The random descent and parallel tempering algorithms are compared. Don't know what random descent is? Read this. Never heard about parallel tempering? Read this.

This example compares the performance of the basic random descent algorithm and the advanced parallel tempering search using the automated analysis workflow from the extensions module. The core subset selection problem from example 1C is used as a case study. The results are inspected with the provided R package.

We will use the analysis workflow from the extensions module to gather statistics about the performance of both algorithms for a series of datasets. This requires to add this module as a dependency to your project, in addition to the core module. Each dataset consists of a distance matrix based on which the entry-to-nearest-entry score of the selected subset is computed (see example 1C). This score is to be maximized.

As in example 5A, the first step is to create an analysis object and to add the problems that will be analyzed (one for each considered dataset).

// initialize analysis object
Analysis<SubsetSolution> analysis = new Analysis<>();

// set input file paths
List<String> filePaths = Arrays.asList("my/input/file1.csv", "my/input/file2.csv", ...);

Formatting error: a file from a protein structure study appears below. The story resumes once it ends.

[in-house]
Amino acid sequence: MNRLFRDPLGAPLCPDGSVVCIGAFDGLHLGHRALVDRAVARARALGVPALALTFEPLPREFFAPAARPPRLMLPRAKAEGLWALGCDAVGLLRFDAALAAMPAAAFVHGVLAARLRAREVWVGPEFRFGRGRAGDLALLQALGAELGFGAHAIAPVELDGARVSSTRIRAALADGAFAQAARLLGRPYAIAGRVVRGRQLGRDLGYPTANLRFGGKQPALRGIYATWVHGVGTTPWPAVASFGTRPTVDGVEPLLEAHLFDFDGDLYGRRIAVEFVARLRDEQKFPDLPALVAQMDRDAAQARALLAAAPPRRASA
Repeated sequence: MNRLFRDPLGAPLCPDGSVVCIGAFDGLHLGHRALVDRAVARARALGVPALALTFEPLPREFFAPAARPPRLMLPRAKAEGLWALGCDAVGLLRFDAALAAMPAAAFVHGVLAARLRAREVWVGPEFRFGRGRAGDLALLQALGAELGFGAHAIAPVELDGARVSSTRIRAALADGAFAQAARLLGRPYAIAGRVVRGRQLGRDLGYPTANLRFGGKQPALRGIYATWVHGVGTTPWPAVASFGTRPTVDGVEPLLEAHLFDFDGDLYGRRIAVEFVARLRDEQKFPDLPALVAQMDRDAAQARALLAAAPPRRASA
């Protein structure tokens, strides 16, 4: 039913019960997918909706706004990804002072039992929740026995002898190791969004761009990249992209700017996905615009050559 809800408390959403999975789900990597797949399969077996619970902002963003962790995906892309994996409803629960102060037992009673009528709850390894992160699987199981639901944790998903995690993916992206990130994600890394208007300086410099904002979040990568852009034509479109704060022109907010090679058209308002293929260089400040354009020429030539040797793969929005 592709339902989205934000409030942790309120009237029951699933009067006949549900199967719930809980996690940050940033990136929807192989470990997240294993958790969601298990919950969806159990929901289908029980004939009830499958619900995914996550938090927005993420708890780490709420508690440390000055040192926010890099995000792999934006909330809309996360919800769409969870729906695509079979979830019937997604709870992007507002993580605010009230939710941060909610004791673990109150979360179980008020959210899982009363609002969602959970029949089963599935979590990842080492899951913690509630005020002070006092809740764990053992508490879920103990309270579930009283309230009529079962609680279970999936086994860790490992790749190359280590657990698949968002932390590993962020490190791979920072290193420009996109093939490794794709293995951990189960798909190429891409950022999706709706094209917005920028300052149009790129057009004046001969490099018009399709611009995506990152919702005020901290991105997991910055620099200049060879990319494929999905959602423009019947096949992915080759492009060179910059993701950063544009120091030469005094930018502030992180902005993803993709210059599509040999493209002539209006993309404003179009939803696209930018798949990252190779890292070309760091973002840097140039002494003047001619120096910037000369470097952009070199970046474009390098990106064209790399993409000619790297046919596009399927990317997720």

// read datasets
CoreSubsetFileReader reader = new CoreSubsetFileReader();
List<CoreSubsetData> datasets = new ArrayList<>();
for(String filePath : filePaths){

// create objective
EntryToNearestEntryObjective obj = new EntryToNearestEntryObjective();

// set selection ratio
double selRatio = 0.2;
// add problems (one per dataset)
for(int d = 0; d < datasets.size(); d++){
    // create problem
    CoreSubsetData data = datasets.get(d);
    int coreSize = (int) Math.round(selRatio * data.getIDs().size());
    SubsetProblem<CoreSubsetData> problem = new SubsetProblem<>(data, obj, coreSize);
    // set problem ID to file name (without directories and without extension)
    String path = filePaths.get(d);
    String filename = new File(path).getName();